After months of teases, Volvo pulled the curtain back on its new flagship electric vehicle, the 2024 EX90 SUV, a seven-seater luxury family-mover with 300 miles of range, a starting price under $80,000, and a whole slew of futuristic features, including long-range lidar, bidirectional charging, and in-car sensors that can detect when a driver may be distracted or intoxicated.
When it goes on sale in 2023, the EX90 will kick off Volvo’s effort to transition to EV-only sales, which the Swedish automaker says it will reach by 2030. But the electric SUV is also meant to showcase Volvo’s increasing reliance on technology to boost its reputation for safety. And that technology is being supplied by a cadre of high-profile companies — Nvidia, Luminar, and Qualcomm, among others — that aim to transform modern cars into powerful computers.
The EX90 will kick off Volvo’s effort to transition to EV-only sales
The EX90’s precursor is the Concept Recharge, which was unveiled last year as a “manifesto” for Volvo’s future. The vehicle featured carriage-style doors that opened up to a roomy interior, where the lack of an internal combustion engine meant more space for the driver and passengers. And while the carriage doors were left on the cutting room floor, Volvo insists that the EX90 represents a “new era” for the company.
And of course, the inclusion of “90” in EX90 is meant to evoke the XC90, the automaker’s popular full-size SUV that was named SUV of the Year by Motor Trend when it was first released in 2015.
The EX90 is being built on the brand-new Scalable Product Architecture (SPA2), which will also underpin the Polestar 3 SUV. (Polestar is jointly owned by Volvo and its Chinese parent company, Geely.) Volvo’s two previous EVs released in the US, the XC40 Recharge and C40 Recharge, are both built on the five-year-old Compact Modular Architecture (CMA), which was co-developed with Geely.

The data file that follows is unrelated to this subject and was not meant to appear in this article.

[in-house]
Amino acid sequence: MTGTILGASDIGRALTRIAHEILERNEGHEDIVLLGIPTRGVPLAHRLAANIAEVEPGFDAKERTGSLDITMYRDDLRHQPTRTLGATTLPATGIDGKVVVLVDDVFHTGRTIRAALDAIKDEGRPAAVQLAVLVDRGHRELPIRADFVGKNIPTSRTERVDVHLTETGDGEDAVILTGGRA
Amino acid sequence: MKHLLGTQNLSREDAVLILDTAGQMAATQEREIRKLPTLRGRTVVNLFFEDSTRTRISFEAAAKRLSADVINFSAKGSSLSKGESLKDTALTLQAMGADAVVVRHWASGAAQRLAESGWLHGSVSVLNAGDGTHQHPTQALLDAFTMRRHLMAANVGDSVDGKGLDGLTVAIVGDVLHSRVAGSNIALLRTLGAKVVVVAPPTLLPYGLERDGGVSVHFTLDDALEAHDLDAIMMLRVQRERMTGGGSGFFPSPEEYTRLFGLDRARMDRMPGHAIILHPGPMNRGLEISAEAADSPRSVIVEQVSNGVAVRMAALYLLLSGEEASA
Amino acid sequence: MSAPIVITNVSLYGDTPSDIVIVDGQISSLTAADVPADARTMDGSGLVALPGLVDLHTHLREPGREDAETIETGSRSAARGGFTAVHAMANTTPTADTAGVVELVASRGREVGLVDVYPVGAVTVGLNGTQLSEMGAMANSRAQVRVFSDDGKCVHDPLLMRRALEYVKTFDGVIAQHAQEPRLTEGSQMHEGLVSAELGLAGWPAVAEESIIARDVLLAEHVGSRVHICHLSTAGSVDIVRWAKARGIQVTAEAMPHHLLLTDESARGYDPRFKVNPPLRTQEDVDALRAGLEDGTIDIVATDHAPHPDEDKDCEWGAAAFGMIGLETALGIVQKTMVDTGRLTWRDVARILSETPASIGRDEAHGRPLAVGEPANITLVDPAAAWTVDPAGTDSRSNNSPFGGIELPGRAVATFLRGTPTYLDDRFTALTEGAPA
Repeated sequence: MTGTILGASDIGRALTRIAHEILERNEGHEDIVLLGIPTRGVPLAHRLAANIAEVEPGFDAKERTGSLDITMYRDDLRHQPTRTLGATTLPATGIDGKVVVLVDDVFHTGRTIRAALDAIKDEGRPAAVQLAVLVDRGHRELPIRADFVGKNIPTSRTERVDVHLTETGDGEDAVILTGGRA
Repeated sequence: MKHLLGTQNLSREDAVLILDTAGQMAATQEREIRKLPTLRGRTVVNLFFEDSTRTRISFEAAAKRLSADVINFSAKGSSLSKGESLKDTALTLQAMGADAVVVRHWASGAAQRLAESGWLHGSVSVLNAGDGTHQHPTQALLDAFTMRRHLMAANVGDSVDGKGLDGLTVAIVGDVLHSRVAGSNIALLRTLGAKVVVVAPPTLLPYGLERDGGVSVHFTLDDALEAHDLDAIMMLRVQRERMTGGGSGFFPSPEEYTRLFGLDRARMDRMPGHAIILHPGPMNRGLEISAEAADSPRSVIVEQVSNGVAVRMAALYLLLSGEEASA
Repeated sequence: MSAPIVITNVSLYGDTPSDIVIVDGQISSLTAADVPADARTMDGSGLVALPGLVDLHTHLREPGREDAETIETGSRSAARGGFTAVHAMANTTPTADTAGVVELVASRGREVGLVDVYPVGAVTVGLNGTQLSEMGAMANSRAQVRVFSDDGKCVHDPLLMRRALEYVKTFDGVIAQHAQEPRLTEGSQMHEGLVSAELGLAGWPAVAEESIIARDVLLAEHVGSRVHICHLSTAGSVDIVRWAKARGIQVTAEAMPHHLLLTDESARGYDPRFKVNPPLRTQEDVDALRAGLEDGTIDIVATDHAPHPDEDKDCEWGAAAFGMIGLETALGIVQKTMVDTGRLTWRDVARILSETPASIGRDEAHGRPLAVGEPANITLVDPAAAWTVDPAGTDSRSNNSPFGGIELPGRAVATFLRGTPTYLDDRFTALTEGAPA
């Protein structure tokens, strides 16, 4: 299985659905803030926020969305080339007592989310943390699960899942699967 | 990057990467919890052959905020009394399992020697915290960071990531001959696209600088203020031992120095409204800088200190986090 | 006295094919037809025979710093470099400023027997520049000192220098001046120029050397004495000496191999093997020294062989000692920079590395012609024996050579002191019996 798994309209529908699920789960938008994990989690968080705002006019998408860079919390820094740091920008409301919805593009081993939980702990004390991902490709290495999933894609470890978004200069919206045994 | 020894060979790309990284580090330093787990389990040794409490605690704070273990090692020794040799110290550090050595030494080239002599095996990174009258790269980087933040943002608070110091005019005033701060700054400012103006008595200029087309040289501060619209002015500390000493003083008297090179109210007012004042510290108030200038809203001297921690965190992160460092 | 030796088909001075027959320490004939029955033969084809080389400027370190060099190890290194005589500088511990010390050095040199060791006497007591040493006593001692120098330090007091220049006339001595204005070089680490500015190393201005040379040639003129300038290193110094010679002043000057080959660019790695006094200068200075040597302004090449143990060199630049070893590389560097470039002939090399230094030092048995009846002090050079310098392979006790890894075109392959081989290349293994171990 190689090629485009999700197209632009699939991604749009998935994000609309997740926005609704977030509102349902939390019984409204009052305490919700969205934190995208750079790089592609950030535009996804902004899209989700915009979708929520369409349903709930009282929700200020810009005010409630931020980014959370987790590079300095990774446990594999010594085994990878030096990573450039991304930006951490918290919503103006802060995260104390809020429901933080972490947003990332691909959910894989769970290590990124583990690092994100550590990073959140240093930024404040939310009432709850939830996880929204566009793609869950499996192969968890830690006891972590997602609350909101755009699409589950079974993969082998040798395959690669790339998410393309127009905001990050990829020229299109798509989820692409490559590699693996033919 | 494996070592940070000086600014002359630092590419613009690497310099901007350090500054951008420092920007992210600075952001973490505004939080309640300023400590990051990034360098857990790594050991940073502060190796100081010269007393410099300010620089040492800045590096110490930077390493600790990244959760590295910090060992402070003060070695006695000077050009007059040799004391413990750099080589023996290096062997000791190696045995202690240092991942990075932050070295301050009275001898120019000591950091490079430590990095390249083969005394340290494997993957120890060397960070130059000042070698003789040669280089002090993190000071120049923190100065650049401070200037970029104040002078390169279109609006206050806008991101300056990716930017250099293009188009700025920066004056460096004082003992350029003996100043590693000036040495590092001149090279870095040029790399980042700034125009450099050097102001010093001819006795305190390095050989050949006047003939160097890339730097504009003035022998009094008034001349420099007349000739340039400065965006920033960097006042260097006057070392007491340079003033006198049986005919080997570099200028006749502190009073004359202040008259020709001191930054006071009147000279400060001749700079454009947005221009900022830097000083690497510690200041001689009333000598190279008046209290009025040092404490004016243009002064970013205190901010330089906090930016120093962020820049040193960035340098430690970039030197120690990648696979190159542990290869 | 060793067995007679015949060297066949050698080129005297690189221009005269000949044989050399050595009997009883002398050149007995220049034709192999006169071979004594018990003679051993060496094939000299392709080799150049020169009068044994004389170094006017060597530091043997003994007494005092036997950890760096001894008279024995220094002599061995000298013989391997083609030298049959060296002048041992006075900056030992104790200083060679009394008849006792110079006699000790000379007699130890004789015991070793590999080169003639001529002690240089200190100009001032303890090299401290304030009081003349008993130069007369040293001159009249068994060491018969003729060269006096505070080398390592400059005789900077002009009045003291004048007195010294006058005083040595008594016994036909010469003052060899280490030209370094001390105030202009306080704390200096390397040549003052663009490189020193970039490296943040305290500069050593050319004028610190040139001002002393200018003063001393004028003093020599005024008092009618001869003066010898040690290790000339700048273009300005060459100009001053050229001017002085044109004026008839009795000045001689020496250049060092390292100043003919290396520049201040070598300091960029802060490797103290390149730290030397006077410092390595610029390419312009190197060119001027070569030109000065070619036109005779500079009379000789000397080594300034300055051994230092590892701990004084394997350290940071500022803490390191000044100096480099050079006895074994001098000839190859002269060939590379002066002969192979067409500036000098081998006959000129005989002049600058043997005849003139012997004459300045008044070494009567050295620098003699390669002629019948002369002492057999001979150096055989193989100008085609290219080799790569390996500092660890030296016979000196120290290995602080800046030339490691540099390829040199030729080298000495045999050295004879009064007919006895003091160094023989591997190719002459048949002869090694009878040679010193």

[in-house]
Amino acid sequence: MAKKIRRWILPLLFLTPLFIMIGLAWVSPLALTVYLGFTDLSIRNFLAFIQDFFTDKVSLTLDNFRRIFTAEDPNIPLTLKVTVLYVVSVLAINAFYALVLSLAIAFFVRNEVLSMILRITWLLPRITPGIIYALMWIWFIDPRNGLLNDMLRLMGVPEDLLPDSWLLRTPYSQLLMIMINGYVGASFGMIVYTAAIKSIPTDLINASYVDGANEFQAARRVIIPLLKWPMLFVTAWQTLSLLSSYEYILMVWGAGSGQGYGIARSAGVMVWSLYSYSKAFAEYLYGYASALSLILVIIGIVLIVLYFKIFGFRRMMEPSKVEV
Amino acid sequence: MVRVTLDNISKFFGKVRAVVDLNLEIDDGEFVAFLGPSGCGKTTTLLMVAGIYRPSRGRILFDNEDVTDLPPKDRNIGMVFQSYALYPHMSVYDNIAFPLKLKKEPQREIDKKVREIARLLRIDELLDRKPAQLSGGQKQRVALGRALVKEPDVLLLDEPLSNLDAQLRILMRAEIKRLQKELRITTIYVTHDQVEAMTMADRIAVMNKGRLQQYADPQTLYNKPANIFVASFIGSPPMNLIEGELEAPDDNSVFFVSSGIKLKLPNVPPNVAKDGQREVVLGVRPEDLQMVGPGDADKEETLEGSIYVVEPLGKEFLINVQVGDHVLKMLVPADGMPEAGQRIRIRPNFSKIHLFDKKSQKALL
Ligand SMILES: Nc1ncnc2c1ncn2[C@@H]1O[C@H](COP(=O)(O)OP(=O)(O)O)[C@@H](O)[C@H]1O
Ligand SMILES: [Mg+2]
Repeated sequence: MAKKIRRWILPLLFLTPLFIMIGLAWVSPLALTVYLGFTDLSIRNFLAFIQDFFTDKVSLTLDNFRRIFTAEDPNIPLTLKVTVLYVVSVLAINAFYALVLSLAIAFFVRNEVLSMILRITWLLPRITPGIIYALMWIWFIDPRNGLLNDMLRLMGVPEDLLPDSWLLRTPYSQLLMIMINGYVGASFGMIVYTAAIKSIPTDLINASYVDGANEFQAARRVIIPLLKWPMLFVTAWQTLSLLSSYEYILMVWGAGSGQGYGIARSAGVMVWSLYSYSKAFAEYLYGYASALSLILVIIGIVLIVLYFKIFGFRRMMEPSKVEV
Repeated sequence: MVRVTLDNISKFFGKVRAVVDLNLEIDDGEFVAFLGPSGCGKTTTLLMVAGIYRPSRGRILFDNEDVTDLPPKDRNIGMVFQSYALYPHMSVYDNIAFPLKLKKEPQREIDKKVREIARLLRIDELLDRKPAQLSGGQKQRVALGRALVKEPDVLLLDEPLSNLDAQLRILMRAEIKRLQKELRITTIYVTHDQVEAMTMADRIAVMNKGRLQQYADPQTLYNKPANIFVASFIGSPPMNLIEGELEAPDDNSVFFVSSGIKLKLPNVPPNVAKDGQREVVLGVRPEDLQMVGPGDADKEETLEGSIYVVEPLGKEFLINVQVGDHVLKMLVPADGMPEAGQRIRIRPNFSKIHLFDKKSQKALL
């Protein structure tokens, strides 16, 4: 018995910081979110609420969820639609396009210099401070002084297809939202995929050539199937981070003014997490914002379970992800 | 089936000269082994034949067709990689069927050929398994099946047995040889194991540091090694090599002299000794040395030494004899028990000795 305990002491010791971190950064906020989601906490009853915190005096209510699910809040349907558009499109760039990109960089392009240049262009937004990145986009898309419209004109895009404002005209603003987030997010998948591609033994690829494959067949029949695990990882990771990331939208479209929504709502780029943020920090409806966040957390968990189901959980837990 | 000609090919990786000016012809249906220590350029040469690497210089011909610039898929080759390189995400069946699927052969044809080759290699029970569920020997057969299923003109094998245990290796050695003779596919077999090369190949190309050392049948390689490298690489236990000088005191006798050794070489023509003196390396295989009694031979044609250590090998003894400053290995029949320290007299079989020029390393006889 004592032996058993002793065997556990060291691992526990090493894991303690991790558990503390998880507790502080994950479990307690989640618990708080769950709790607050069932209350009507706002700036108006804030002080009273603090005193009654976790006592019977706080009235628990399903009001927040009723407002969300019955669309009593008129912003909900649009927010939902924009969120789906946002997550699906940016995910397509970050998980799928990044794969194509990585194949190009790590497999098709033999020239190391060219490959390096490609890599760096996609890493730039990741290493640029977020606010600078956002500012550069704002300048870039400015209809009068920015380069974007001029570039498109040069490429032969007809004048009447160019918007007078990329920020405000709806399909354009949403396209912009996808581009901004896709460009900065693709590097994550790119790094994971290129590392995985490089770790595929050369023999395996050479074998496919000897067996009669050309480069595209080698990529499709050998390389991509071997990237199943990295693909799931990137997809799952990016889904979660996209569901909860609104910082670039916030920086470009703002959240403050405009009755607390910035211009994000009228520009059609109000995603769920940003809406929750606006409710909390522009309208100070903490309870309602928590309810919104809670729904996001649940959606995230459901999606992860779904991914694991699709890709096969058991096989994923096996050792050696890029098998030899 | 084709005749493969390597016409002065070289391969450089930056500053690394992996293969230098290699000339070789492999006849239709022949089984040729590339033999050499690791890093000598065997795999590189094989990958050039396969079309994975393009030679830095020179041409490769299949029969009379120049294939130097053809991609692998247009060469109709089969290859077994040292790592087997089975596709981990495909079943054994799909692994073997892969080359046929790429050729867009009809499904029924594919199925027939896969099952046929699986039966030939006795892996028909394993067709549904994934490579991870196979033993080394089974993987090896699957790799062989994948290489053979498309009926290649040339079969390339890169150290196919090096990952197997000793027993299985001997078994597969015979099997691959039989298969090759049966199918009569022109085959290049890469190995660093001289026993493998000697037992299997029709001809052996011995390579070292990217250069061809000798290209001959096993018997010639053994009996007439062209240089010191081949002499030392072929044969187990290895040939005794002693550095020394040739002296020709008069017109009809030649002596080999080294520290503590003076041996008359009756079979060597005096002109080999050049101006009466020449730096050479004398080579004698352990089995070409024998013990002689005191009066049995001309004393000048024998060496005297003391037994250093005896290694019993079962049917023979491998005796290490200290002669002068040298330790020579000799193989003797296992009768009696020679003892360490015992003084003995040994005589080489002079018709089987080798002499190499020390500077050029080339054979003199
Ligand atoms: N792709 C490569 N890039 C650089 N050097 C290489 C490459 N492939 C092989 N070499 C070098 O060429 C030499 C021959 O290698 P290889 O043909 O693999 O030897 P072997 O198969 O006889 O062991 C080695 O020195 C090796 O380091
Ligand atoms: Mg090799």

The new SPA2 architecture allows for a bigger battery, more powerful motors, and other interesting upgrades, like faster charging and bidirectional charging. The first version of the EX90 that will go on sale in 2023 will feature a dual-motor all-wheel drive powertrain powered by a 111kWh battery and two permanent magnet electric motors delivering 370kW (496 horsepower) and 671 pound-feet of torque.
The EX90’s sensor array includes eight cameras, five radars, 16 ultrasonic sensors, and a lidar sensor mounted on the roof. The lidar, which stands for “light detection and ranging,” will aid the driver in avoiding exterior obstacles, while two cameras inside the vehicle will monitor the driver’s eye behavior to determine whether they are paying attention or even perhaps impaired.
Depending on the driver’s attention, the EX90 will be able to take action when needed
Depending on the driver’s attention, the EX90 will be able to take action when needed. If the driver is distracted, the cameras will pick up on it and the vehicle will issue a series of warnings intended to bring the focus back on the road. If the driver still isn’t responding, the vehicle will begin to slow down, eventually coming to a full stop on the side of the road and activating the hazard lights.
Volvo is one of the few automakers to include the high-powered laser sensor, calling it an essential ingredient in its quest to completely eliminate traffic fatalities. The EX90’s lidar will have a range of 250 meters with the ability to detect something as small and dark as a tire on a black road 120 meters ahead, all while driving at highway speeds.